Republicans on Wednesday were celebrating the defection to the GOP this week of a former Democratic congressman and close ally of President Barack Obama, saying that it underscored their argument that the president has led the country on a march to the left.

Former Alabama congressman Artur Davis, once a rising star in the Democratic Party and the man who helped put Obama’s name in nomination for the presidency in 2008, announced his intention to switch parties and said that he will vote for Mitt Romney in November.

“The fact that he has the courage to analyze the problems with the current administration on the issues of unifying diverse interests in America and creating jobs tells me this is a guy with a lot of principle,” said Virginia Gov. Robert McDonnell, R, who said he plans to call Davis in the next few days to welcome him to the party.

Davis, a centrist who opposed the Democratic health-care bill, said he may run for elected office as a Republican in Virginia.

Republicans saw in Davis’s announcement potent confirmation of their charge that Obama has failed to spark economic growth or deliver on his promises of fostering more national unity, both central planks of Davis’s critique.

In Virginia, Republicans saw in the black Harvard graduate an appealing potential candidate who could shake up the growing Democratic sway in northern Virginia.

“All I can say his analysis of the problems facing America are spot-on and his credentials are impeccable,” said McDonnell. “That’s a great start for being a candidate in northern Virginia or anywhere else in the Commonwealth of Virginia.”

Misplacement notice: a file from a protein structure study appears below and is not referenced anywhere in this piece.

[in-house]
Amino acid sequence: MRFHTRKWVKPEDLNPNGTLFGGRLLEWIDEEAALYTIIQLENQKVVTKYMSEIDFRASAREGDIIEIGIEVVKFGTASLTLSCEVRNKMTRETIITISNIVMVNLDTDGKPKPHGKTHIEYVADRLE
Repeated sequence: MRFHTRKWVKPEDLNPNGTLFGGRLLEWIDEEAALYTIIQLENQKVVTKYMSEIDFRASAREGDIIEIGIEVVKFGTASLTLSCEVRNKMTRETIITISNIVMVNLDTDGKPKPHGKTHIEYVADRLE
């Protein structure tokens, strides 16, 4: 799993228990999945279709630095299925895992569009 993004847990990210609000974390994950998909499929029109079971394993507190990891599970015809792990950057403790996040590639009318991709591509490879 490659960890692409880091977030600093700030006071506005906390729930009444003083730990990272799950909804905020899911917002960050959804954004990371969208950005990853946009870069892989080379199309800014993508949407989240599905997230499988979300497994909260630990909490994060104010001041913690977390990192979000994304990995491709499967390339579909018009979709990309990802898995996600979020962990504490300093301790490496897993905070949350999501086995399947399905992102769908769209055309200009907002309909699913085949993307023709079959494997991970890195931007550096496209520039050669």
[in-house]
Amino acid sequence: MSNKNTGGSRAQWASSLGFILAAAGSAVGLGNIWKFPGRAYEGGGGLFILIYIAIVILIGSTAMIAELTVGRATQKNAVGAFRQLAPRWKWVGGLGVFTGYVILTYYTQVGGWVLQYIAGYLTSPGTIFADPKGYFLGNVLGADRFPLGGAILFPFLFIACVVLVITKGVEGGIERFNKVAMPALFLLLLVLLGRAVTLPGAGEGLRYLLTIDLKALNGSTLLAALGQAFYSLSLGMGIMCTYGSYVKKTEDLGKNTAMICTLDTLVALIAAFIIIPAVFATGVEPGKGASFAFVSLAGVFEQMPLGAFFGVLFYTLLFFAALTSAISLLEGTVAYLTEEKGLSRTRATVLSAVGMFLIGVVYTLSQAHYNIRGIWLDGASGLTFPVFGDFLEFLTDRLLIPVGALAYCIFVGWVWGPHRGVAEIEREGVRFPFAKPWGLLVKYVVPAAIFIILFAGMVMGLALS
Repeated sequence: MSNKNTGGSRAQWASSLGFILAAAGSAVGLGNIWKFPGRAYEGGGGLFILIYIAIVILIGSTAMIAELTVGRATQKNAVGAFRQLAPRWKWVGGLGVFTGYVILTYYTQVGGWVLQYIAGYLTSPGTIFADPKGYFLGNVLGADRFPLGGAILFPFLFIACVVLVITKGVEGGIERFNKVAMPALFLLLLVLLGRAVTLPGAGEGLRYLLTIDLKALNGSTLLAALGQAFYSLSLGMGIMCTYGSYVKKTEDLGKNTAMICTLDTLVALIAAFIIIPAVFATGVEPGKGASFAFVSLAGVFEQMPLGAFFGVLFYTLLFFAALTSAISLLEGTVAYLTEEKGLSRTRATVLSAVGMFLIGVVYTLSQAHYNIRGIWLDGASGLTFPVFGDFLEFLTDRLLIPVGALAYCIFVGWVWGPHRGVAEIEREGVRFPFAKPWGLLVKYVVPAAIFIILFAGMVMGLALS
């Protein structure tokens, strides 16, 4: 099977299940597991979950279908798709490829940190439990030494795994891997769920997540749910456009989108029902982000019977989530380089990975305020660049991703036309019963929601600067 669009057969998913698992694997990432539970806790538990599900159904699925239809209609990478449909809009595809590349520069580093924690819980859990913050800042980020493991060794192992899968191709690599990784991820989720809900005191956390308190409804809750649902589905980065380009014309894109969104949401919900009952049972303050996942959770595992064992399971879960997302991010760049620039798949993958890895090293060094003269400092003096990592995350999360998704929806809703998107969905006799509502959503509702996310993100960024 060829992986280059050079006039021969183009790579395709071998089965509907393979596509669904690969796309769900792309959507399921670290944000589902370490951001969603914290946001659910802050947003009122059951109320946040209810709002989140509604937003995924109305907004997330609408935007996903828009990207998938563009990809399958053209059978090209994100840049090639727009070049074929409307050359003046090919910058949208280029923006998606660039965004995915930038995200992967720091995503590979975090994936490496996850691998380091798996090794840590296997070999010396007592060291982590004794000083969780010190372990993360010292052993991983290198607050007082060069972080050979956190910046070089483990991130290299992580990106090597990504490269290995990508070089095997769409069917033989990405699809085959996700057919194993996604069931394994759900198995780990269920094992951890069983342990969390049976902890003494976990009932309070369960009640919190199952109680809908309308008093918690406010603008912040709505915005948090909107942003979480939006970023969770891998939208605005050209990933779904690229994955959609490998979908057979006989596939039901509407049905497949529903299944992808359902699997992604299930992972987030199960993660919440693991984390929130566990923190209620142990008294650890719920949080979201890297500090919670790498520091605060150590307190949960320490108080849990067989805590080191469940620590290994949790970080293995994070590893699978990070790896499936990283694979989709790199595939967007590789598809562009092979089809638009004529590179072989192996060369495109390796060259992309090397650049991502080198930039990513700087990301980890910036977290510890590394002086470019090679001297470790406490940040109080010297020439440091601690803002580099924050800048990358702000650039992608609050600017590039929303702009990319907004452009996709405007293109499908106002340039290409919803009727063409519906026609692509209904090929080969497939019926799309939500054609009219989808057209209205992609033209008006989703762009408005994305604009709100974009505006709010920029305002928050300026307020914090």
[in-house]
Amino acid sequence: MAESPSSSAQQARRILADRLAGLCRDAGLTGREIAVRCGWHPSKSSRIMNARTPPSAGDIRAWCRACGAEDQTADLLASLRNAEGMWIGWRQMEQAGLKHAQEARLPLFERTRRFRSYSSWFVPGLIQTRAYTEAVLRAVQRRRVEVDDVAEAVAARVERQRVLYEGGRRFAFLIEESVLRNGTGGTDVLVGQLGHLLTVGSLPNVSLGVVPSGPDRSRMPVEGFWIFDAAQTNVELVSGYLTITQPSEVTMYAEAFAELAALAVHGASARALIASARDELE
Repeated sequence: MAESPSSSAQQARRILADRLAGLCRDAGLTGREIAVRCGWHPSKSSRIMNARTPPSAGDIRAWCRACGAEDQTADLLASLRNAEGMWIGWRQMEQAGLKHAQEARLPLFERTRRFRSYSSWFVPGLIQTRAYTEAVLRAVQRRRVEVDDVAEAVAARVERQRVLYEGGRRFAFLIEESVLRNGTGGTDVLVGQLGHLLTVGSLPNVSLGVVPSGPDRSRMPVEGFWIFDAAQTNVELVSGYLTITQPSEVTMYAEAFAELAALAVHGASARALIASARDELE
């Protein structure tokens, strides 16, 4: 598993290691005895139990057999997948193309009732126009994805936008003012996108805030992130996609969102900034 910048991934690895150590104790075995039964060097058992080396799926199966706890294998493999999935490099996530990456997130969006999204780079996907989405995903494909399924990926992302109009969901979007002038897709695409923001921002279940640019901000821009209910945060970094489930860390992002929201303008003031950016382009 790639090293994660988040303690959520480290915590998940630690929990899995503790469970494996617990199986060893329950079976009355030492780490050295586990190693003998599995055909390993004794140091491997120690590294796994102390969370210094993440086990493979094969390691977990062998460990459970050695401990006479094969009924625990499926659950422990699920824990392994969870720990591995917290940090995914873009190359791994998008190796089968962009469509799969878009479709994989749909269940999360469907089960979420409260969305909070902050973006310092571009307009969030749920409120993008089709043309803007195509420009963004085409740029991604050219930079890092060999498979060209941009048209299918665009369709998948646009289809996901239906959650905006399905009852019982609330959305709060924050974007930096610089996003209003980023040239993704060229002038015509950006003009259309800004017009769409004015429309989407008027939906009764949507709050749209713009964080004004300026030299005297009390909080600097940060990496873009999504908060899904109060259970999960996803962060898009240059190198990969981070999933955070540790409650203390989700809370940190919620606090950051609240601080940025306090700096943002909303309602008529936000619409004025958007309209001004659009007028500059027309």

Davis’s drift from the Democratic Party had been building for years, and Democrats dismissed his desertion as a tactical shift by a politician with wounded ambitions: Davis left Congress after he ran for governor of Alabama two years ago but failed to win his party’s nomination for the job.

But Davis’s political profile, his past vocal support of Obama and his pointed critique of the Democratic Party do create an opening for the GOP. Davis was the first congressman outside the president ‘s home state of Illinois to endorse Obama in 2007.

In an interview, Davis said he believes there is little tolerance in Democratic politics for “center-right” views like his own.

“The conventional wisdom in this town is that the Democrats have stayed in one happily tolerant place and that Republicans have moved to the hard right,” Davis said. “I can assure you that in the Democratic Party, there is substantial intolerance for people who deviate from the party line.”

As an example, Davis cited widespread criticism from the left of Newark Mayor Cory Booker, who apologized last week after saying on “Meet the Press” that he disagreed with attacks by the Obama campaign on Republican presidential candidate Mitt Romney’s record as a former executive at private-equity firm Bain Capital.

“The timing of that was purely coincidental,” Davis said. “But it certainly was exhibit number 32 of the point I’m making.”